To process the sequence data, we first demultiplexed the data using idemp and trimmed the primers with Cutadapt [50]. After visual inspection of quality plots, we trimmed 16S forward reads to 200 bp and reverse reads to 160 bp, with no more than 2 expected errors for each. Furthermore, 18S forward reads were trimmed to 125 and reverse reads to 120 with no more than 2 expected errors. We used ‘dada2′ to denoise the data and infer 100% exact sequence variants (ESVs) and then to merge the paired-end reads and remove chimeras [51,52]. Taxonomy was assigned against the Silva 132 NR99 reference database using the command from the QIIME workflow [53,54]. The taxonomic assignments of the most abundant ESVs from each sample were verified by using BLAST (NCBI online tool). We used the ‘mctoolsr’ package to filter out chloroplasts, mitochondria, and eukaryotic reads from the 16S data and bacterial reads from the 18S data [55]. After visual inspection of ESVs present in the samples and negative controls, sequences prevalent in the negative controls were removed. In the following analyses, we did not rarefy the sequence reads for several reasons. First, an increasing body of literature documents that rarefaction is inappropriate as it leads to severe underestimation of the presence and abundance of rare taxa, which, in our study, we particularly wanted to observe in order to obtain accurate estimates of richness [27,56]. Because unrarefied reads may contribute to the variation in ESV richness due to differences in PCR [27], we therefore tested whether the number of reads recovered from sequencing per g sediment contributed to richness–area models as described below.
The most commonly used model for the ISARs is the power law,
S = c A z ,
where S is the number of species, A is the area of the island, and c and z are parameters estimated empirically that determine the shape of the ISAR [57,58]. As such, hypotheses regarding the shape of ISARs typically focus on z and, to a lesser extent, on c. One reason the power law model is so popular in island biogeography is because of its convenient form as a linear regression on the logarithmic scale,
l o g 10 S = l o g 10 c + z l o g 10 A .
The logarithm of the data can be used to estimate a linear intercept, which corresponds to log10c, and slope, which corresponds directly to the value of z. However, referring to these parameters as the slope and intercept of the ISAR directly can be misleading because, on the linear scale, both parameters actually affect the rate at which islands accumulate species.
In keeping with much of the literature, we therefore used Equation (2) to estimate the parameters c and z for our data. To test our first hypothesis, that cryoconite holes on the more productive Canada Glacier would accumulate more species of both bacteria and eukaryotes with increasing sizes than holes on the less productive Taylor Glacier, we used an analysis of covariance (ANCOVA) in R v 3.6.2 [59], with the number of unique ESVs in a sample as a proxy for species, S. We used the R package ‘car’ to calculate the Type III errors [60], in which the variation assigned to each factor is not conditional on the order of terms in the model. We then estimated the values and standard errors of model parameters from fitting linear models separately to the data from each domain of life on each glacier. All plots were made with R packages ‘ggplot2’ and ‘ggpubr’ [61,62].
To test our second hypothesis, that productivity would relate to additional variation in the ISAR within each glacier, we added DNA concentration as a covariate to the linear regression between log10S against log10A after accounting for glacier. Productivity by design varied between the two glaciers to test our first hypothesis, and so we used Type I errors to evaluate the factors in these models sequentially: that is, to ask what the additional explanatory power of DNA concentration on log10S was after accounting for the effect of hole area and glacier.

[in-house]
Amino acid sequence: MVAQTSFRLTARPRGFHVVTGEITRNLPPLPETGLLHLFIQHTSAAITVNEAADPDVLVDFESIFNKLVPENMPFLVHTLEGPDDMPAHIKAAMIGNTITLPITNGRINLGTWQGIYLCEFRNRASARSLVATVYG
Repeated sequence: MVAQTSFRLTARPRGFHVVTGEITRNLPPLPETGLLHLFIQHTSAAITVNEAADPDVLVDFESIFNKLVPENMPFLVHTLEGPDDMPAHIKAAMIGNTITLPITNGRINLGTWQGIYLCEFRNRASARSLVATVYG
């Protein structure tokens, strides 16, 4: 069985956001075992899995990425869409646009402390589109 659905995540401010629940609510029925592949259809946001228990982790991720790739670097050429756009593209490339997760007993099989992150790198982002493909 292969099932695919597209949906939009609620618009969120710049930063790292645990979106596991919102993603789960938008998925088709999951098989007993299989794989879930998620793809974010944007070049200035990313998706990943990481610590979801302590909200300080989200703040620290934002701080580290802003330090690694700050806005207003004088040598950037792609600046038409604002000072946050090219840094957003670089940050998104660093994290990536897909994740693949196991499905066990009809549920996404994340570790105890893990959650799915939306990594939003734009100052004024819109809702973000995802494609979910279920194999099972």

To test our third hypothesis, that evenness in the relative abundances would explain additional variation in the ISAR within each glacier, we calculated the inverse Simpson index for each sample using the R package ‘hillR’ as a measure of community evenness [63]. Similar to our approach to testing the second hypothesis, we used sequential partitioning of variance (Type I errors) to test whether adding the evenness metric to the linear regression of log10 S against log10A was significantly related to additional variation after accounting for glacier. Additionally, we performed an ANCOVA on evenness with log10A to determine whether it co-varied with area and, similar to our approach for characterizing the ISAR, whether evenness differed between glaciers when accounting for area.
Finally, we also tested whether metrics related to the total mass of collected and homogenized sediment per sample, or the number of sequences obtained per sample, explained the ISAR—in addition to hole area and glacier. Area sampled is related to the richness of species detected in many systems, similar to the ISAR, although the processes resulting in the pattern are distinct from isolated island-like systems. Similarly, the reads obtained per g sediment could be interpreted as uneven sampling effort, biasing the results, especially in cases where the variation in reads primarily reflects stochastic variation in the PCR amplification step rather than underlying biological differences. Details of those analyses and results are in Appendix A.

3. Results

Amplicon sequencing resulted in 748,604 quality-filtered, paired-end reads for the 16S SSU rRNA genes (Bacteria) assigned to 2133 ESVs across the 34 samples and 764,388 18S SSU rRNA genes (Eukarya) assigned to 458 ESVs. The 16S primers also detected archaea but fewer than 0.02% of the reads were assigned to archaea, so we refer to 16S results as profiling bacterial communities for simplicity. Sequence data and associated metadata are available in the NCBI’s Sequence Read Archive under PRNJNA668398. The bacterial communities were dominated by Cyanobacteria, particularly on Canada Glacier, with some Alphaproteobacteria, Bacteroidetes, and Actinobacteria also in the ten most relatively abundant ESVs (Figure 2). Eukaryotic communities were dominated by microalgae (Chlorophyta), bdelloid rotifers, and tardigrades, but also by diatoms (Bacillariophyta) and Platyhelminthes (Figure 2).